- Greet people on your way back to your seat. Often a smile, nod, and handshake are all that's needed. Depending on the volume level of the synagogue, words might be appropriate too. If someone says "Shabbat Shalom" or "Good Shabbos", you can respond in kind. "Nice job" means just that, and gets a "Thank you." "Yasher Koach", "Shkoyach", "Yeyasher Kochacha", "Yishar Kochacha", or anything that sounds remotely like that, is a Hebrew blessing for your increased strength; it's used as in "nice job, way to go." "Thank you" is a perfectly fine response to this; the formal Hebrew reply is "baruch tihiyeh", "may you be blessed."
- If you used a borrowed Talit (whether a friend's or one belonging to the synagogue), return it now. Someone else might need it, and may take it from you. Otherwise, return it to where you'd gotten it. If it was a communal Talit and it came folded, return the courtesy and fold it before returning it. (If in a Hassidic synagogue or right-wing yeshiva, they may frown on folding a Talit on Shabbat, so just put it back unfolded.)
- In Sephardic synagogues, the Gabbai may be known as a Parnes (rhymes with "car case"). He serves the same role. They may not use the "Ya'amod ..." procedure as above, and you will just start the blessings after being summoned to the bima. You still need your name for the Misheberach.
- In German-ancestry synagogues, the day-of-death anniversary of a close relative will warrant a memorial prayer ("Av HaRachamim") the Shabbat beforehand. This is done after the Misheberach. If you're not sure if this is done in your synagogue, ask ahead of time.
- During the afternoon service (Mincha) on Shabbat, some synagogues require those called to the Torah to wear a talit or jacket; others don't. Chabad synagogues don't require a talit even at morning services. If you're not wearing a Talit, touch the parchment instead with the belt used to bind the scroll. When removed before the reading, it's usually placed at-hand for those called up. If not, ask the assistant Gabbai.
There is a notion of respecting the Torah scroll by keeping it covered when not in use. This is something for the GABBAI and BAAL KOREI to worry about, NOT You! Please don't close, roll, or otherwise mess with the scroll -- your first job is to allow the baal korei to do his job. Many baalei kriah, for instance, do additional (silent) practice with the scroll open.
(Am I implying a personal pet peeve here?)
Well let's see now... In the old days you would have been expected to know how to read the Aliya. Today, It's helpful to know the Brachot before and after by heart but you could certainly read them from a siddur or the cheat sheet most shuls have at the shulchan. Then there seems to be different customs. Some people just ask where it starts and they look and make the Bracha, as if to just take note so they know where to start following when the Baal Koreh starts to read. Some people kiss with a talit or the gartel the starting pasuk, and some just do it in the margin to avoid scratching off the potentially brittle ink of the Torah scroll. Some first touch the start and then also want to know where it ends to touch the ending pasuk with their talit or the Torah's gartel (This practice is annoying to the Baal Koreh because while they need to know where the aliya starts, if they are not familiar with the sefer torah, it can take some time to find the ending point.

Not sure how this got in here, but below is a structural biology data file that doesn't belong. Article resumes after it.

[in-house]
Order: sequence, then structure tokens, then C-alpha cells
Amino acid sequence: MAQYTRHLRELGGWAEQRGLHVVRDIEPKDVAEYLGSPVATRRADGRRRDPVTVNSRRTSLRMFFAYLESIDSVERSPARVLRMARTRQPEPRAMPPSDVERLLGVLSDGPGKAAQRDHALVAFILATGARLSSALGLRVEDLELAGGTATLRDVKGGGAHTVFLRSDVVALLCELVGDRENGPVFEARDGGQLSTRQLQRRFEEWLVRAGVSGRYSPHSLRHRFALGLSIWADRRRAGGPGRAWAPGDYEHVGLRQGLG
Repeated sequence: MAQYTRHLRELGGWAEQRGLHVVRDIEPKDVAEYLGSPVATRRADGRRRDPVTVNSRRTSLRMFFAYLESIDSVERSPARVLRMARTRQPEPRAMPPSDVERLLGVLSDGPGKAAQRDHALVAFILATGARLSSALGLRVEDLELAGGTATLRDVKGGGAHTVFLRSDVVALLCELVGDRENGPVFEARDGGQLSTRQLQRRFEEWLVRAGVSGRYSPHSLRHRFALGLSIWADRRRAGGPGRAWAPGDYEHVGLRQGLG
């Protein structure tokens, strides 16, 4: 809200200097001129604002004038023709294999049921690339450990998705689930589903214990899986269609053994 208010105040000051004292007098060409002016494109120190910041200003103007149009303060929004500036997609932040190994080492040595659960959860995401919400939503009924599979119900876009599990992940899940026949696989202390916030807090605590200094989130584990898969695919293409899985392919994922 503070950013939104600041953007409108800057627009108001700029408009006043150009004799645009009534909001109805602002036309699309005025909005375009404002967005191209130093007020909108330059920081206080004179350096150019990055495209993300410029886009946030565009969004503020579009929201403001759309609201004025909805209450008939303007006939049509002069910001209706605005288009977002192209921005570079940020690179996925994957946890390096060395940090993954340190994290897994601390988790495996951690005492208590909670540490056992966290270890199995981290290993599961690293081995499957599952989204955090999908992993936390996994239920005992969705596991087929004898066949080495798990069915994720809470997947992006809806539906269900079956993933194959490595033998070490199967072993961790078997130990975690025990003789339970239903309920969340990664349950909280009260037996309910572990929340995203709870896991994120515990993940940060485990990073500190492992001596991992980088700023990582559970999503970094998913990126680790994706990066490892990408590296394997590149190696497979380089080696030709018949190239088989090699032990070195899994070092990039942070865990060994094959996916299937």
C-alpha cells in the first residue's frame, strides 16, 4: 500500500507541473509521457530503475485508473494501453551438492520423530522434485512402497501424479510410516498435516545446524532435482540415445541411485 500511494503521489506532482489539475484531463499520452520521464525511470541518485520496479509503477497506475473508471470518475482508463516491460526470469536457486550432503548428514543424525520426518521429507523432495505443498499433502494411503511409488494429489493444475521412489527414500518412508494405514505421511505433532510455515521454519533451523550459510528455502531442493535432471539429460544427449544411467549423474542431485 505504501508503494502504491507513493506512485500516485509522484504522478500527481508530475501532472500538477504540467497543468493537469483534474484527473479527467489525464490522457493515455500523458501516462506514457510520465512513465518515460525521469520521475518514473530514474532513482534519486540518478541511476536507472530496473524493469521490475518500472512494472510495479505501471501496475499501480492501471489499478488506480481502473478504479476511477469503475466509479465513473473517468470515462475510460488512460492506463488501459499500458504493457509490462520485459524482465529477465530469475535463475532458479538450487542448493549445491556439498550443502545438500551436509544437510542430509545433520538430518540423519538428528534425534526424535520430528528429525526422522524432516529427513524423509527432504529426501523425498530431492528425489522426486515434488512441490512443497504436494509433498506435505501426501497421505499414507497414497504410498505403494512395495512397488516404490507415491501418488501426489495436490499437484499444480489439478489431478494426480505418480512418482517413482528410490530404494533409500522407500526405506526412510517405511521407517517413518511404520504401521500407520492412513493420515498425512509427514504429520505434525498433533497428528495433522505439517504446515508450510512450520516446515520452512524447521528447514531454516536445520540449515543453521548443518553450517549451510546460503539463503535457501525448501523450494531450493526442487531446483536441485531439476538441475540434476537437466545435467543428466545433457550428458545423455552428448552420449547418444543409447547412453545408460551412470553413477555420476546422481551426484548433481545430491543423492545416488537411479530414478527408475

I would be curious to know myself where these customs come from if anyone has that knowledge here.
With regard to the scroll, I find it helpful when I lein if the person getting the Aliya holds the right Eitz Chaym so the Torah doesn't try to roll in on itself, and I have a free hand to hold the yad. I don't know if Shalom above would agree with that, he seems to prefer if the recipient of the Aliya is completely hands off.
And don't forget that after the reading of your section has ended, you will be expected to shift over to the right side of the table and remain standing there for the duration of the immediately following reading.
The Misheberach. In some shuls, so as to be more efficient and minimize the likelihood of mistakes in saying people's names, the Gabbaim have cards for the regular members of the minyan, which will include both the member's Hebrew name (and father's name) and a list of the family members to be included in the Misheberach. For shuls without such a system, or if a person is davening in a minyan in which he does not usually daven or simply to prevent leaving out a name inadvertently, some men I know keep a similar card in their tallis bags and bring it up with them to the Gabbai to use in the event they have an aliya.
It is mentioned I think in 'leket hakemach hachodosh' as well as in other places that the family of the one having the aliya should remain standing while he has an aliya while others sit. The idea being to give kovod to the one having an aliya since it is an honor to have one and in many shuls one also has to pay for one.